Quinta Ruban has been one of my favorite budget single malts since I first reviewed the 12 year-old version (which has been replaced by this 14-year) back in 2013. Looking back, I was complaining about price increases back then, too! 7 years later the Quinta Ruban has also fallen victim to the across-the-board price increases in the modern whisky market, and I found a bottle at my local soulless liquor megamart for $57. That’s not too bad, really, considering 7 years of blockbuster whisky demand and an extra two years of maturation and 3% ABV. It used to cost $46 ish, and actually can still be found for that price if you dig around online.
Quinta Ruban is standard Glenmorangie malt that is aged around 12 years in ex-bourbon casks and then finished in ruby port wine casks for 2 further years, for a total age statement of 14 years. The old 12-year expression spent 10 years in ex-bourbon. The whisky is bottled without chill-filtration at 46% ABV. No mention is made of coloring, so I’m guessing the color is corrected with spirit caramel.
Nose: The first note is strangely barnyard-y, like a musty cellar or animal barn. This doesn’t fade, but is quickly overtaken by a round, juicy, sweet ruby port note that is somewhere in between candy apple and berry preserves. The two opposing notes combine into balsamic or rancio and balance out. The port note does seem to drown out the malt, which stays resolutely in the background. Note: The barnyard note fades as the bottle rests – my second glass a few weeks later was much better-balanced and with less of an off-note.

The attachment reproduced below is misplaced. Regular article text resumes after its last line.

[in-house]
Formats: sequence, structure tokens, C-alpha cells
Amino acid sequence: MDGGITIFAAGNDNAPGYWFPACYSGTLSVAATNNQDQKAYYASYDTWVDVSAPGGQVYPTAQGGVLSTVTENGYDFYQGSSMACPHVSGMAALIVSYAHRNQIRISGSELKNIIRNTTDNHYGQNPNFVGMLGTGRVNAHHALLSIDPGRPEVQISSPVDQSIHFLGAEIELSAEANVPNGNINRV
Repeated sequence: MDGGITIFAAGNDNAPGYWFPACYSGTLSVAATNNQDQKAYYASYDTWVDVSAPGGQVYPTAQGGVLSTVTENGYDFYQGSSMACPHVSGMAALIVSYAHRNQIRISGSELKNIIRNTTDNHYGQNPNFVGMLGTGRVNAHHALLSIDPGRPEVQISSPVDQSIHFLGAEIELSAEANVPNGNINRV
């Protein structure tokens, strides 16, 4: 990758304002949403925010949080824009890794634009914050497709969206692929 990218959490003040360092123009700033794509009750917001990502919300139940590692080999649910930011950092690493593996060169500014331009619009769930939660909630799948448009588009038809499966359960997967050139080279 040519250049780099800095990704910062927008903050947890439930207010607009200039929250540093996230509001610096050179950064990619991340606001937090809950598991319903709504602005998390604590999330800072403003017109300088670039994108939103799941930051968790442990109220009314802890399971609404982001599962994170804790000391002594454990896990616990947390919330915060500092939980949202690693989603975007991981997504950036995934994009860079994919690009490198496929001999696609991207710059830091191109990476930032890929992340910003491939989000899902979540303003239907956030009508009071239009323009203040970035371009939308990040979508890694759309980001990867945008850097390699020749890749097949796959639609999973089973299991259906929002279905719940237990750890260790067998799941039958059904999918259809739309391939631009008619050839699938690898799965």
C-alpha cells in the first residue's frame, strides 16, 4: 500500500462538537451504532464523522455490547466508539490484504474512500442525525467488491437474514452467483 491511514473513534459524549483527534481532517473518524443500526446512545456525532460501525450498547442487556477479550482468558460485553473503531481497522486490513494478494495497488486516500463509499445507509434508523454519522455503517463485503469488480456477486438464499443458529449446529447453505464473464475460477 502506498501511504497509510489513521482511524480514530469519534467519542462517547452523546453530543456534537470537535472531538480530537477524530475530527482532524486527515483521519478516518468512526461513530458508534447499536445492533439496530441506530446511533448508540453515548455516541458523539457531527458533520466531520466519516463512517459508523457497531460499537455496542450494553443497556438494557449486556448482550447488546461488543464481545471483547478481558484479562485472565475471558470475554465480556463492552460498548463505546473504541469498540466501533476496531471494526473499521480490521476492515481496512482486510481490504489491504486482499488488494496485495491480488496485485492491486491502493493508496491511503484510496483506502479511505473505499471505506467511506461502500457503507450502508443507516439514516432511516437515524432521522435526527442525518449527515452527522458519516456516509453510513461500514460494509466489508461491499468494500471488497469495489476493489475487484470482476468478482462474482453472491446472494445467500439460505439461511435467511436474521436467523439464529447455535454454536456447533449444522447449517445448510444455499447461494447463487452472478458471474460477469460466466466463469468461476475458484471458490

Palate: Medium bodied, almost syrupy. A robust tongue burn brings notes of cinnamon and jalapeno jelly, and then recedes to show sweet dried berries, grape jam, and a dusting of cocoa powder. Tasty.
Finish: Medium-short. The rancio note returns, along with slightly bitter walnut and charcoal notes. The finish is must less sweet than the palate, but retains the same essence. This fades quickly, though, leaving just a vague dusty grape-skin note.
With Water: A few drops of water initially mute the aroma. After a rest in the glass, there’s a marked increase in alcohol bite and a lot less sweetness. Texture is unaffected, but the palate is muddier and confused. Skip the water here.
Overall: At first, this is a little more disappointing than I remember from when it was 12 years old. The port notes are nice, but are accompanied by an uncomfortable musty character that I can’t quite shake. The Glenmorangie malt – always a bit of a wallflower – is totally subsumed by the port. On the upside, the palate is well-rounded and satisfying, with good depth of flavor. Luckily, the disappointment fades as the bottle rests, perhaps through oxidation or perhaps it’s shaking some bottle shock. Whatever the reason, if you have an issue with your first glass – give it another try a week later, or maybe even decant it to encourage the oxidation a little. Once my bottle and I came to an understanding, I amended my review up to a “Recommended”.